Welcome to Virtual Teaching!
by Robyn Gioia, MEd
The COVID-19 virus is ravaging S. Korea. We were in school one day and told to stay home the next. Classes would be taught virtually until further notice. Students didn’t have their text books, reading books, or school supplies.
My team and I decided to assign our 240 fifth-grade students audio books for reading. Fortunately, we are living in the age of digital text and audio. There are many resources and books available online. And there is YouTube, with its sea of readers bringing books to life.
Why Audio Books?
Remote learning is enhanced through the use of audio books. Audio books build listening and comprehension skills while teaching fluency. Students develop their imaginations. It helps many students make sense of the story because they can hear the emotion in the reader’s voice. I’m always delighted to hear them recall the smallest detail from previous chapters.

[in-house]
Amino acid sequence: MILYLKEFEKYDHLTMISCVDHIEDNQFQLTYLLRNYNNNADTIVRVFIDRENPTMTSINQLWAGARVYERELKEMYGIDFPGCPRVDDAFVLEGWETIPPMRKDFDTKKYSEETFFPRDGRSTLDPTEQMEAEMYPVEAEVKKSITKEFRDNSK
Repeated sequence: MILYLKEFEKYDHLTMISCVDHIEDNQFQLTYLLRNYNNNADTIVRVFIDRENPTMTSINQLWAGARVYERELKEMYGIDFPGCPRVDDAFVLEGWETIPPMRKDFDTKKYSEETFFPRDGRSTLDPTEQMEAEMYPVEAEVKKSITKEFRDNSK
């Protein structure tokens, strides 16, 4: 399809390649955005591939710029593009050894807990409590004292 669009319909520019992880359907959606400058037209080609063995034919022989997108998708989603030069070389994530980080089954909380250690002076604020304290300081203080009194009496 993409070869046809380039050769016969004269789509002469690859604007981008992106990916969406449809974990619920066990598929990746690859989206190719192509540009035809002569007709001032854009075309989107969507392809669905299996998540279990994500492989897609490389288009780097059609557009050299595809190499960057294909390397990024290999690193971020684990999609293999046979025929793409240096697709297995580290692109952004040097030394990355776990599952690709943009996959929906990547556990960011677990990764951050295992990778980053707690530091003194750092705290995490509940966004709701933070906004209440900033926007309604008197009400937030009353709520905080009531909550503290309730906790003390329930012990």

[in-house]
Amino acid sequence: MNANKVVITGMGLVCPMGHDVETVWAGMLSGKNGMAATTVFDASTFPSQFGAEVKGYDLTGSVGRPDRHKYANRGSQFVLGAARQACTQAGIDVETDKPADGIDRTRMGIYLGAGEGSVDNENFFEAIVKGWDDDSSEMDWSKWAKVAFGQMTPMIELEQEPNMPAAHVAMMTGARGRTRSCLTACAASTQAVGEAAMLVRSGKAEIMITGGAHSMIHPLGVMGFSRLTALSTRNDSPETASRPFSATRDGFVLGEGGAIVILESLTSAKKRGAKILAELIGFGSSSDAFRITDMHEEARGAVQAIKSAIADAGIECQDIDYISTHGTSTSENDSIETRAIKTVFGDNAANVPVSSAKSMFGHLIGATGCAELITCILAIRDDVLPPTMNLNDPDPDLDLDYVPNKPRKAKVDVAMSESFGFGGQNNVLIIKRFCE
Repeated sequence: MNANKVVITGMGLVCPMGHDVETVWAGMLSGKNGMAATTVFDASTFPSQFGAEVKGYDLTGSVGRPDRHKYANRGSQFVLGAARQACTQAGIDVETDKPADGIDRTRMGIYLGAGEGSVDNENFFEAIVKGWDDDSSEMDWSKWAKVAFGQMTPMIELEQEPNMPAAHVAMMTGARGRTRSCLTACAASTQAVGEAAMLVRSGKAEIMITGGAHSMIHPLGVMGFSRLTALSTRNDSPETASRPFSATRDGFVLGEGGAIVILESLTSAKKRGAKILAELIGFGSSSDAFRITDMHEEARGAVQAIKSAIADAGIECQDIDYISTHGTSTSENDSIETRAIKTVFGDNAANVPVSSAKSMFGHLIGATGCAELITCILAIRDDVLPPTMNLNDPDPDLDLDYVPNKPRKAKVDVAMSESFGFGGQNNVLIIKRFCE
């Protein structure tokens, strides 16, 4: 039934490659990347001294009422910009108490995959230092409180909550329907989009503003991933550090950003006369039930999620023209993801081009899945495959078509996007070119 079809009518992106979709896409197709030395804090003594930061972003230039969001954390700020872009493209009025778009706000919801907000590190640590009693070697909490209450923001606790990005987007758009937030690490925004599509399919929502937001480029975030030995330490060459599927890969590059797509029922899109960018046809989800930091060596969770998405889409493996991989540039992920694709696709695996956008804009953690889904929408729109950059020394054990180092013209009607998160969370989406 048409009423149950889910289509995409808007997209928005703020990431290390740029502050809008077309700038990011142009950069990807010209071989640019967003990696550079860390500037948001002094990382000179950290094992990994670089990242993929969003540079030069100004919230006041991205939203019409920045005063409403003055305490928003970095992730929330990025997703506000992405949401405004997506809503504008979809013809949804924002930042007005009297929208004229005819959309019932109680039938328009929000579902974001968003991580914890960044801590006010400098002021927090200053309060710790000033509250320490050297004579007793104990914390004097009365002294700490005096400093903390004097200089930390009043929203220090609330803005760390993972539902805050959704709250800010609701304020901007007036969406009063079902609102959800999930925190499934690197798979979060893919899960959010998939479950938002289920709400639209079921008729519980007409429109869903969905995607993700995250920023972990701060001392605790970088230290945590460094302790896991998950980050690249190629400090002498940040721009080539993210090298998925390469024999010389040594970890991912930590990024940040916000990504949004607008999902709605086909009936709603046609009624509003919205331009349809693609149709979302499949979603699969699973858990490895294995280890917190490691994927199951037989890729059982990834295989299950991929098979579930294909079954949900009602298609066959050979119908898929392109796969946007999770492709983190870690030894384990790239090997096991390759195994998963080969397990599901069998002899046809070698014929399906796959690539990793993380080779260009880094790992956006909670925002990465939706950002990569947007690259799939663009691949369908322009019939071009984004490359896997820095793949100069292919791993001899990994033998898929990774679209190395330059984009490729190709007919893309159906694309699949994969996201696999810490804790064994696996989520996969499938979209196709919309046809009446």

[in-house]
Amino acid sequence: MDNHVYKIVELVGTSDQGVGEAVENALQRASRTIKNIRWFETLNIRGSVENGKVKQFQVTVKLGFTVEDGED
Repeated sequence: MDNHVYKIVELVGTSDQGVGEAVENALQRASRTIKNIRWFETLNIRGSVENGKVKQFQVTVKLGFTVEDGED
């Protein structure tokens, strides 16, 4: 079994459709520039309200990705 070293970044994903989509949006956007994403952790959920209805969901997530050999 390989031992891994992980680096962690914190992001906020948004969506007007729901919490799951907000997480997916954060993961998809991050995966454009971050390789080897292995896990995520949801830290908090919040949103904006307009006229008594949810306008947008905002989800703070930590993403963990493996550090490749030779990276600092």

Virtual Activities That Work Well With Audio Books
- Summaries. I have my students look through the eyes of the protagonist when they write their summaries. This helps them to zero in on main events, and tap into the characters feelings and actions. It also reinforces their knowledge of the first-person point of view.
- Assign comprehension questions. This can also be tiered to the different levels of readers.
- Have students use graphic organizers to organize events and characters.
- Write a diary entry of specific events.
- Research interesting topics in the story. When we listened to The Cay students were intrigued by the German U-Boats and how they hunted like wolf packs.
- Make collectible trading cards. Students researched the tropical animals surrounding the island in The Cay. The collectible cards display an illustration of the topic on one side and lists eight detailed facts on the backside.
- Meet with small groups in an Internet Chat to discuss the story. Let students come with their own questions to ask. I generally ask them to bring one factual question and one higher level thinking question. I have also been successful with students discussing books on Google Docs.
- Make Slideshows with small groups collaborating in Google Docs.
- Give students the opportunity to design quizzes.
While nothing can really replace face-to-face learning, virtual teaching offers unlimited opportunities in a whole different field.